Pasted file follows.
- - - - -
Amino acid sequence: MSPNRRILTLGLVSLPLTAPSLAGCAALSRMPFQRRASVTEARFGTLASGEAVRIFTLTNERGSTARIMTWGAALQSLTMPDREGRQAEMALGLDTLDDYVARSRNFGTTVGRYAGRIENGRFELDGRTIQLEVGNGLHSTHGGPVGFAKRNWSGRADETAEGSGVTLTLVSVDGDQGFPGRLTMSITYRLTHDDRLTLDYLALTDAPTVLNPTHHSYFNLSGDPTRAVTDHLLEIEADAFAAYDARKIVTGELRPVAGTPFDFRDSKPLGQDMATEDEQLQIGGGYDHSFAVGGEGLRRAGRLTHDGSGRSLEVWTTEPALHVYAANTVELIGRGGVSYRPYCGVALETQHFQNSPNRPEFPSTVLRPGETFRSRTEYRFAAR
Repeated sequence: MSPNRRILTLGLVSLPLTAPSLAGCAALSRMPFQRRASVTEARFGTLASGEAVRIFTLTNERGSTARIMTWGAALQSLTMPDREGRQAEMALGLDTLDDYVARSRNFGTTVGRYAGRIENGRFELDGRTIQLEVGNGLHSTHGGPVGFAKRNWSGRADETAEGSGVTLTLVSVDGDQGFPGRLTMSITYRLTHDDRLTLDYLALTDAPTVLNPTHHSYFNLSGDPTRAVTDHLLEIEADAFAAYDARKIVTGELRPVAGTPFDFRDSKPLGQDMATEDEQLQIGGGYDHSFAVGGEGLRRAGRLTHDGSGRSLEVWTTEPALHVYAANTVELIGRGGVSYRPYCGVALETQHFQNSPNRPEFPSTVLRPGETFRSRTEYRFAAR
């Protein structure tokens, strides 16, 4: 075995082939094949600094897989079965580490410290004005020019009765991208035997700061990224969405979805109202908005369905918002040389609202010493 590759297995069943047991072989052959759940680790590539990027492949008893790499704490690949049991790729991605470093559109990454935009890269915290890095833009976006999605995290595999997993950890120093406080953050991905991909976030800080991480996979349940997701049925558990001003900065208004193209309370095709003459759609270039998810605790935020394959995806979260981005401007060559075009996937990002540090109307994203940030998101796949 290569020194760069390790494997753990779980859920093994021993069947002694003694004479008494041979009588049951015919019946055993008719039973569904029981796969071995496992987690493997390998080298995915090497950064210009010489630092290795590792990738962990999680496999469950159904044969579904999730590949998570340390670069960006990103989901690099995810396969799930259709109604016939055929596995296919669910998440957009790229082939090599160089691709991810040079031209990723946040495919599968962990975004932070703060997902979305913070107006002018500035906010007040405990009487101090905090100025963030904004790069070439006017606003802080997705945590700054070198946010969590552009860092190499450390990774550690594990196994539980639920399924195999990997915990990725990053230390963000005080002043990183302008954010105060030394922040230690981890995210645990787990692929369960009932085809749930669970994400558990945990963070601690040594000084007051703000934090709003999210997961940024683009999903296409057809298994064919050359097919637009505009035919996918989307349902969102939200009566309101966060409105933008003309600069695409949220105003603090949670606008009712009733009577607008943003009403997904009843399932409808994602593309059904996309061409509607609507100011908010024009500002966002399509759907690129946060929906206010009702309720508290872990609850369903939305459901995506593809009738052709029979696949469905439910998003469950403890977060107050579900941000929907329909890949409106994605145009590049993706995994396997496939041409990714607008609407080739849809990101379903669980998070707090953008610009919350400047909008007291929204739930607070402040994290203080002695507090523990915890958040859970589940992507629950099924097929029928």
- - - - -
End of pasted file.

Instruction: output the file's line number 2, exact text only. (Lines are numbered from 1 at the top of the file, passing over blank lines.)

Repeated sequence: MSPNRRILTLGLVSLPLTAPSLAGCAALSRMPFQRRASVTEARFGTLASGEAVRIFTLTNERGSTARIMTWGAALQSLTMPDREGRQAEMALGLDTLDDYVARSRNFGTTVGRYAGRIENGRFELDGRTIQLEVGNGLHSTHGGPVGFAKRNWSGRADETAEGSGVTLTLVSVDGDQGFPGRLTMSITYRLTHDDRLTLDYLALTDAPTVLNPTHHSYFNLSGDPTRAVTDHLLEIEADAFAAYDARKIVTGELRPVAGTPFDFRDSKPLGQDMATEDEQLQIGGGYDHSFAVGGEGLRRAGRLTHDGSGRSLEVWTTEPALHVYAANTVELIGRGGVSYRPYCGVALETQHFQNSPNRPEFPSTVLRPGETFRSRTEYRFAAR